Blissfully ignorant: Skip those pesky details

Sep 15, 2008

Wouldn't you like some more information about that cream puff? Not if you just ate it. A new study in the Journal of Consumer Research examined what's known as the "Blissful Ignorance Effect," the way consumers' goals shift after they've made purchases.

According to authors Himanshu Mishra (University of Utah), Baba Shiv (Stanford University), and Dhananjay Nayakankuppam (University of Iowa) people who are about to make decisions want as many details as possible. But after a decision is made, people want to be happy with it. In that case, vague information increases optimism about the decision.

"It does appear that vagueness can actually make one more optimistic about one's own life choices and subjective well-being by allowing one to see what one wants to see—a case of ignorance truly being bliss!" the authors write. "The Blissful Ignorance Effect suggests that individuals have a tendency to expect more favorable outcomes with vague information after taking an action than prior to taking the action."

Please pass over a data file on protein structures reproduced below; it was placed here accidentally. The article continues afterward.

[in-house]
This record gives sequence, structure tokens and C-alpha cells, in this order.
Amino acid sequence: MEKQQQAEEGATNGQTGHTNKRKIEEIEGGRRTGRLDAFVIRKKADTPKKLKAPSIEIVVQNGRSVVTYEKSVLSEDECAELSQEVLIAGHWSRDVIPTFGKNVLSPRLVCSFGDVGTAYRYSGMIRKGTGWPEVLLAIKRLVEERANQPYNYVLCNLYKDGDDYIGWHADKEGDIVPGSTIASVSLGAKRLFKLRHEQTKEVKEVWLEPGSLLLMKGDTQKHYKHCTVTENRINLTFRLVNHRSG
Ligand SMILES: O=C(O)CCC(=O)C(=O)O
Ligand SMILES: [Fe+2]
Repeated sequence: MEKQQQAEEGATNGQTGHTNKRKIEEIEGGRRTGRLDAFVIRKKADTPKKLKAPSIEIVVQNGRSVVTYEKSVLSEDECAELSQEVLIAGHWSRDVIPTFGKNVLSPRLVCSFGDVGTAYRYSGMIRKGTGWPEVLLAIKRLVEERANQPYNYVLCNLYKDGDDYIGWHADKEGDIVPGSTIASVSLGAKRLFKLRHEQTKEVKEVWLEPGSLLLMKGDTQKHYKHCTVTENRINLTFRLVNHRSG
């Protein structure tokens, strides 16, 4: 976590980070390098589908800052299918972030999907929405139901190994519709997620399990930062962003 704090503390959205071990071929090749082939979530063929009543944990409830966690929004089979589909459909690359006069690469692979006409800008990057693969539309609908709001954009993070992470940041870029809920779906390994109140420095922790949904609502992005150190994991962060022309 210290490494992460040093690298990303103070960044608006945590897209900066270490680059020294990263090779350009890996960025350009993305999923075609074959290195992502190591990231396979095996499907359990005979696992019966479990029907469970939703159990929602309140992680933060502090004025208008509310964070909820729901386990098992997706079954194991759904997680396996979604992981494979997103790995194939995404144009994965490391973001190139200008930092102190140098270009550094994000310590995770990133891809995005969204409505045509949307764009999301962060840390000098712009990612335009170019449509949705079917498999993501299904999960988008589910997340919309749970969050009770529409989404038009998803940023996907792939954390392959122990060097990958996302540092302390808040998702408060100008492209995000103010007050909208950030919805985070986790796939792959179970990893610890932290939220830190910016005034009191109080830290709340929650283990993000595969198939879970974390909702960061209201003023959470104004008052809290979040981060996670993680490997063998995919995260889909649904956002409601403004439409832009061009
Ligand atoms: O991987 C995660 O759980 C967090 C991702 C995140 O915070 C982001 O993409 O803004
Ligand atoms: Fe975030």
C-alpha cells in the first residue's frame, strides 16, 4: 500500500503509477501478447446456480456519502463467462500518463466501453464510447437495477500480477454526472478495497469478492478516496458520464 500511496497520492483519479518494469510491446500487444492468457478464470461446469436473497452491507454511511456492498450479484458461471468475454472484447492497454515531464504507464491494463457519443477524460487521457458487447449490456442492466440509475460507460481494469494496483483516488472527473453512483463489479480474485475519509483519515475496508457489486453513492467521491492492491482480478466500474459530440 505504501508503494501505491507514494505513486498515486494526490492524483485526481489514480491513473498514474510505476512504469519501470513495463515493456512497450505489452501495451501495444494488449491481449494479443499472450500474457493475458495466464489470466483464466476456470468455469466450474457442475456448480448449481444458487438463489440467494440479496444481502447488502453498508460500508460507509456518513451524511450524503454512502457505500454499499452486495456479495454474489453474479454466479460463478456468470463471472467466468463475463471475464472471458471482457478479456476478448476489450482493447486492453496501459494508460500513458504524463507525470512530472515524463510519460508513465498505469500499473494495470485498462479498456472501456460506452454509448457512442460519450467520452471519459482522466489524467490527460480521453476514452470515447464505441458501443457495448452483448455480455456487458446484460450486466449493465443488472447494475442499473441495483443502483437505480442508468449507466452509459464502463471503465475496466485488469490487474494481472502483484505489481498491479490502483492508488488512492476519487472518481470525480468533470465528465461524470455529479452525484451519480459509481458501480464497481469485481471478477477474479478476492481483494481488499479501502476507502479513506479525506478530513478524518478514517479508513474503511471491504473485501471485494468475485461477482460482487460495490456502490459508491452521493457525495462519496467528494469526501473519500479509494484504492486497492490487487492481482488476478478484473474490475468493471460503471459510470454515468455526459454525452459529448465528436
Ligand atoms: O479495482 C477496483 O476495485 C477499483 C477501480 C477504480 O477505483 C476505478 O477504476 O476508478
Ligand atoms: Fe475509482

In three studies, the authors examined participants who made decisions on chocolates, hand lotions, and animated movies. They found in each case that participants felt more optimistic about the choices they had made when they were presented with vague information (such as incomplete nutritional information or sketchy reviews) after they made their decisions.

"Having documented the Blissful Ignorance Effect, we highlighted the underlying process based on the interplay of two goals—the goal of being accurate and the goal of feeling good about one's decision," the authors explain.

"It would behoove marketers to capitalize on this enhanced optimism as part of their "buzz-marketing" campaigns," the authors suggest.

Source: University of Chicago

Explore further: UC Santa Barbara receives $65M from Munger

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NOM
not rated yet Sep 15, 2008
In three studies, the authors examined participants who made decisions on chocolates, hand lotions, and animated movies. They found in each case that participants felt more optimistic about the choices they had made when they were presented with vague information (such as incomplete nutritional information or sketchy reviews) after they made their decisions.
But then they go and blissfully make the same stupid choice next time. Of course marketers are going to love this.

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